Bars 22-26

Die Stem van Suid-Afrika was the former South African National Anthem from 1957 to 1994 throughout most of the apartheid era. It succeeded ‘God save the King’ and preceded ‘Nkosi Sikelel’ iAfrika’ which is in fact a fusion of the country’s former anthems. Translated to ‘The Call of South Africa’, Die Stem was disliked strongly by the black South Africans who associated it strongly with the apartheid regime.

South Africa was the country where my grandfather was born and spent all of his young, teen, and early adult life. It is where he received an education, met my grandmother, started a family, and cemented his own beliefs and values. While he hasn’t lived in South Africa for 40 years, Die Stem represents the South Africa of my grandfather’s time until he immigrated to Australia in 1979.

In order to fit the opening theme of Die Stem into my composition, I modulated and created my own rendition of it. It is backed up by layers of composition which have been altered from my main theme (bars 10-14).

Bars 27-32

Hatikvah, the hope, was instated as Israel’s national anthem on the eve of its foundation as a state. Based on Smetana’s Moldau, (a piece which coincidentally was played by my band, the Moriah Symphony Orchestra, last year at music camp) the poem turned song tells the tale of an age-old hope and the longing for a Jewish homeland.

My grandfather has always been vocal about his support and love for the Jewish homeland. He marked the momentous occasion of Israel’s foundation at his best friend's Barmitzvah which subsequently led him to join one of the first Zionistic youth groups in South Africa, Bnei Zion. From identifying as an Australian Jew and being an avid member of Coogee Synagogue, Judaism has helped shape my grandfather’s morals and outlook on life.

In my piece, Hatikvah serves as a full tenor melody played by the trombones. As such, I didn’t provide it with any rhythmic or melodic harmony to fill out the phrasing. I have continued in the background with continuous chordal fragmentation and a walking bass to provide depth to the melody.

Bars 33-40

Advance Australia Fair was chosen as Australia’s National Anthem under a plebiscite by the people in 1977. Written by Scottish-born composer Peter Dodds McCormick, the tune written in C major has caused quite a controversial outlook on what it means to be Australian. The suppressed Indigenous Australians have commented on the fact that “fair” has been used to celebrate the British colonization in Australia, referring to the “fair” people as “pure” and more importantly “white”.

Having lived in Sydney since 1979, my grandfather has a strong attachment to Australia. He has set roots in the Monash Golf Club, and Coogee synagogue has made many friends, and has seen 6 of his grandchildren born in Australia. In my composition, Advance Australia Fair is used to represent the second half of my grandfather’s life and the coming of age of his children and grandchildren.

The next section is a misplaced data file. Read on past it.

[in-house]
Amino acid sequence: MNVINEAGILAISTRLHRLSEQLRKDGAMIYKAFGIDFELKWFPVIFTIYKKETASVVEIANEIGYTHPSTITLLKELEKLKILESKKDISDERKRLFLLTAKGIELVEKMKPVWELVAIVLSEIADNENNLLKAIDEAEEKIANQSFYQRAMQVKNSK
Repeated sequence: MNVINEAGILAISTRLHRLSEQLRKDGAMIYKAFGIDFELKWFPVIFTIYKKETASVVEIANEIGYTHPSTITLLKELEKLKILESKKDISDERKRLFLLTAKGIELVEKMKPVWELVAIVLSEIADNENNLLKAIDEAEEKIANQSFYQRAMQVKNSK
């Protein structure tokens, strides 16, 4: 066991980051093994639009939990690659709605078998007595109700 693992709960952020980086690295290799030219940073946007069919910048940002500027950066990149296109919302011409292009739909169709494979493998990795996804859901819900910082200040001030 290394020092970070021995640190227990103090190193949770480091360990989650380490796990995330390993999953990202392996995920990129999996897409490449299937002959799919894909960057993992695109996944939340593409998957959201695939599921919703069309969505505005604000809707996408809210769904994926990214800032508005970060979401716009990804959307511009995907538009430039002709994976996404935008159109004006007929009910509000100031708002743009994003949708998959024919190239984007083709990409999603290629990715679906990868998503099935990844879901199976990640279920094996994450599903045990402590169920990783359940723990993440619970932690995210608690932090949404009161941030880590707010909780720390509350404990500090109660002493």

Layered under an original counter-melody based on the blues scale, Advance Australia Fair serves as the bedrock of this section of my piece. It has made way for interesting and rich harmonies to come through the melody and shine a diverse light on the timeless tune. As opposed to its usual ‘fan-fareish’ glory, Advance Australia Fair has been used to provide depth and foundation to the other layers of my composition.


Using Logic Pro X, the music software installed on the Moriah laptops, it is impossible to change the volume during a composition. I have included dynamic and rhythmic markings such as crescendos, decrescendos, staccatos, tenutos, and accents into my score but they will not be heard on the mp3 recording of my composition. This is a technical weakness of the software.

Additionally, the swing drum set which is playing continuously throughout the piece is a software instrument automated by Logic Pro X. As I added this sound in and didn’t compose it myself, I have chosen to refrain from it being viewed on the attached score. I have composed every instrument that is presented in the score, this is why the drum kit is not visible.


Over the course of 4 and a half months spent interviewing my grandfather, researching historical elements of his story, and composing under the mentorship of Mr. Eagling, I worked tirelessly to incorporate all of these elements of my grandfather’s story into a tangible piece of work which would serve as my Hans Kimmel assessment.

At times, I was frustrated with my lack of progress and seemingly unproductive composition which resulted in many plans to delete my project and pick an easier alternative. However, once I took the time to delve into the reason why I decided to compose a Jazz piece as a tribute to my grandfather, I understood that my effort would result in a project that I would be proud of and that my family would appreciate immensely.

I persisted, spending hours modulating different tunes, adding compositional techniques, and searching for the hidden ‘out of tune’ notes which would ultimately result in my finished work. I am immensely grateful that I was given the opportunity to work on this project and understand my grandfather in a different light.

I dedicate ‘Fusion’ to Stanley Milton Marks, my grandpa.

I hope that I have made you proud.